Pop Culture Gadabout
Monday, February 20, 2012
      ( 2/20/2012 02:32:00 PM ) Bill S.  

”SCIENCE ISN’T GOING TO DO ANY GOOD AGAINST THAT THING.” A sci-fi valentine to what Frank Zappa once called “cheepnis,” Hiroshi Yamamoto’s MM9 (Haika Soru) posits a world in which giant creature attacks are so common in Japan that there’s a special government agency designed to counter ‘em. Comprised of five short stories focusing on the adventures of the Meteorological Agency’s Monsterological Measures Department (MMD), MM9 provides an amusing read for anyone who has fond memories of watching a translucent Glenn Manning stomping through the Vegas Strip or any number of rubber suited beasties battling each other on a barren Japanese landscape.

The monsters (a.k.a. kaiju) battled by the stalwart members of the MMD range from a hive mind mass of sea creatures to a monstrous mandrake to a gargantuan little girl and a multi-headed Ghidrah-like creature. Yamamoto gets much mileage out of blending natural disaster techspeak (the title refers to a “Monster Magnitude” scale which works much as similar ones do for earthquakes) with a quasi-mythological explanation for monsters that scientifically speaking should be able to motorvate across the country. This approach allows him to write around those science-minded spoilsports who delight in pointing out how the giant ants in Them, for instance, would collapse under their own weight in “real life.”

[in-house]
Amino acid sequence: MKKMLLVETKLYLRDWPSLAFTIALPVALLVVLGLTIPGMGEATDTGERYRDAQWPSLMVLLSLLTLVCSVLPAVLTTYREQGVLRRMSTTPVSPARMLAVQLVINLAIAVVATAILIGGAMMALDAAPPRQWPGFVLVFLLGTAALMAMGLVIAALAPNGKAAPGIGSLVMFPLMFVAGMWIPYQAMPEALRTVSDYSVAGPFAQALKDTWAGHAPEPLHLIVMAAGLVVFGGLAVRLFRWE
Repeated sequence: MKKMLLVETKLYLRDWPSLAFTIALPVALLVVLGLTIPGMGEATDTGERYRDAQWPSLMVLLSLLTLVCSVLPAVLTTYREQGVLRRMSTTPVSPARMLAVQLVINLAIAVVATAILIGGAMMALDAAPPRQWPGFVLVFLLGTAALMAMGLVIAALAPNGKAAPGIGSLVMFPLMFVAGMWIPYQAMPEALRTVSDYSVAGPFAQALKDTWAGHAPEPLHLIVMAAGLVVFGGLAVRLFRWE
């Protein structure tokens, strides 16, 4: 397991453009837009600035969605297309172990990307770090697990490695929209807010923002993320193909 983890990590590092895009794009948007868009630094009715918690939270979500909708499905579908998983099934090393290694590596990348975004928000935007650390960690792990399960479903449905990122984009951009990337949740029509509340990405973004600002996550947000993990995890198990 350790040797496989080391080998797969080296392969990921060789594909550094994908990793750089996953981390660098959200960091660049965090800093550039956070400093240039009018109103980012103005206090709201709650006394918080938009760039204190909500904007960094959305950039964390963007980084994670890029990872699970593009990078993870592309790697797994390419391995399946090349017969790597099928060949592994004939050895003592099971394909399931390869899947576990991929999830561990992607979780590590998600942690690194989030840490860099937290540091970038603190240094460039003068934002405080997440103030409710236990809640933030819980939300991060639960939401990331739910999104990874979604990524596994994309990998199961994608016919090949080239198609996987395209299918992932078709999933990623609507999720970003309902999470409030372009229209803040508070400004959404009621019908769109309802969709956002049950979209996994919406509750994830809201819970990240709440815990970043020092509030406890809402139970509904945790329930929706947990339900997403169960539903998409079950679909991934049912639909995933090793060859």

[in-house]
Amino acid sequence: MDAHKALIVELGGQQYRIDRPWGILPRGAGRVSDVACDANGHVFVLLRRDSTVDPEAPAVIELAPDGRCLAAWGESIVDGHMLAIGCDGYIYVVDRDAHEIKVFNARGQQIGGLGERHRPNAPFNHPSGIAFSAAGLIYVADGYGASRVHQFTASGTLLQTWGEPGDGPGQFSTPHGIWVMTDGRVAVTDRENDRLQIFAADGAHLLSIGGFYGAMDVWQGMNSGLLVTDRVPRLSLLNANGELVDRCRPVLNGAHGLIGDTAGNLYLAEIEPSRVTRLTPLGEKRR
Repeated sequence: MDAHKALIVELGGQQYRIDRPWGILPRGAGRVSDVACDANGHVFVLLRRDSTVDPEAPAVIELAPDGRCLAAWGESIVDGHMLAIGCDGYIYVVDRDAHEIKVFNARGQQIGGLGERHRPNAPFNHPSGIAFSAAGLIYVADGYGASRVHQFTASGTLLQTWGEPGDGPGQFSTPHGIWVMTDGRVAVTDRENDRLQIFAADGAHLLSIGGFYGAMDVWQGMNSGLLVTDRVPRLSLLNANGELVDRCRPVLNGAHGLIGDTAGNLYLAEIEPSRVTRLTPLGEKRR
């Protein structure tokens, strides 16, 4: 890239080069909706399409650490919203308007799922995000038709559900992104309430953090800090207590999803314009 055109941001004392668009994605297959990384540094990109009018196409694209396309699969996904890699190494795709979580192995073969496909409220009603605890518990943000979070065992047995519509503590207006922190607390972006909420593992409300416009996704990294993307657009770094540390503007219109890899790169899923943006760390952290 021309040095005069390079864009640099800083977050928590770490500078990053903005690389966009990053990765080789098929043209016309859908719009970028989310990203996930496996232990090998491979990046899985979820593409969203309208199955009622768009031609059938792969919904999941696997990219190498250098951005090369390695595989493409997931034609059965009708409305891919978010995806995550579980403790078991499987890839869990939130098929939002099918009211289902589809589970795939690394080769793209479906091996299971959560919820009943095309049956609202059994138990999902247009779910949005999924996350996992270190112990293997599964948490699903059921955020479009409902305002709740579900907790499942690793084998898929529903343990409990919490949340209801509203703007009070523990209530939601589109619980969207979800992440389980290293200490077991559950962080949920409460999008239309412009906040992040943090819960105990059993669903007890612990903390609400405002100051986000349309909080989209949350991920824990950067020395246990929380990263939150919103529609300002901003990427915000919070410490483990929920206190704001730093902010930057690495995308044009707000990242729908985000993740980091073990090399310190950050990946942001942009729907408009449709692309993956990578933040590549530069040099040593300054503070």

The MMD’s crew of plucky monster handlers prove largely indistinguishable save for scrappy heroine Sakura Fujisawa, who establishes a unique rapport with the giant-sized li’l girl Princess and who also has a connection to a mysterious astrophysicist lurking in the background. Their fights against the imaginative collection of kaiju are peppered with equal parts gleeful destruction and scenes of serious types spouting sci-fi gobble-de-gook -- much like the book’s movie predecessors. Yamamoto presents it all with a pulpish straight face, though he’s not above playfully sneaking in refs to such beloved drive-in fare as The Beast from 20,000 Fathoms (a sea monster named Ray after fx master Ray Harryhausen) or the giant grasshopper epic Beginning of the End, folding in these storylines as part of a shared history of world-wide kaiju attacks.

Cheepnis, as any monster lover knows, is a global phenom.

(First published on Blogcritics.)


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Pop cultural criticism - plus the occasional egocentric socio/political commentary by Bill Sherman (popculturegadabout AT yahoo.com).

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